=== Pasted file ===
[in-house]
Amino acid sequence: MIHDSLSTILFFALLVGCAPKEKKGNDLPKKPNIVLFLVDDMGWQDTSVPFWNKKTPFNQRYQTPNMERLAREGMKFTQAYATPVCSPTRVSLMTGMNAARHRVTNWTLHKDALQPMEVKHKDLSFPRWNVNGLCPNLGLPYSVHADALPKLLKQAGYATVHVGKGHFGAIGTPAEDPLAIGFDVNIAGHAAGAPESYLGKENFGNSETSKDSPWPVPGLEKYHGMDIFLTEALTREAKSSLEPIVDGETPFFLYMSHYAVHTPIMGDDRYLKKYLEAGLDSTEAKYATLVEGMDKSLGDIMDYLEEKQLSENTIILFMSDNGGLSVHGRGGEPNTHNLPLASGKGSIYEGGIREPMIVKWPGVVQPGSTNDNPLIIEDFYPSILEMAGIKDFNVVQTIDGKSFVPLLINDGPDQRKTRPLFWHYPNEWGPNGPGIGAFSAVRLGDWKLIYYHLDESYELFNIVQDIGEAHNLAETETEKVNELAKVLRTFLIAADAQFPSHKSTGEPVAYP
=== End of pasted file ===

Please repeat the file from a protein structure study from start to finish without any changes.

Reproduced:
[in-house]
Amino acid sequence: MIHDSLSTILFFALLVGCAPKEKKGNDLPKKPNIVLFLVDDMGWQDTSVPFWNKKTPFNQRYQTPNMERLAREGMKFTQAYATPVCSPTRVSLMTGMNAARHRVTNWTLHKDALQPMEVKHKDLSFPRWNVNGLCPNLGLPYSVHADALPKLLKQAGYATVHVGKGHFGAIGTPAEDPLAIGFDVNIAGHAAGAPESYLGKENFGNSETSKDSPWPVPGLEKYHGMDIFLTEALTREAKSSLEPIVDGETPFFLYMSHYAVHTPIMGDDRYLKKYLEAGLDSTEAKYATLVEGMDKSLGDIMDYLEEKQLSENTIILFMSDNGGLSVHGRGGEPNTHNLPLASGKGSIYEGGIREPMIVKWPGVVQPGSTNDNPLIIEDFYPSILEMAGIKDFNVVQTIDGKSFVPLLINDGPDQRKTRPLFWHYPNEWGPNGPGIGAFSAVRLGDWKLIYYHLDESYELFNIVQDIGEAHNLAETETEKVNELAKVLRTFLIAADAQFPSHKSTGEPVAYP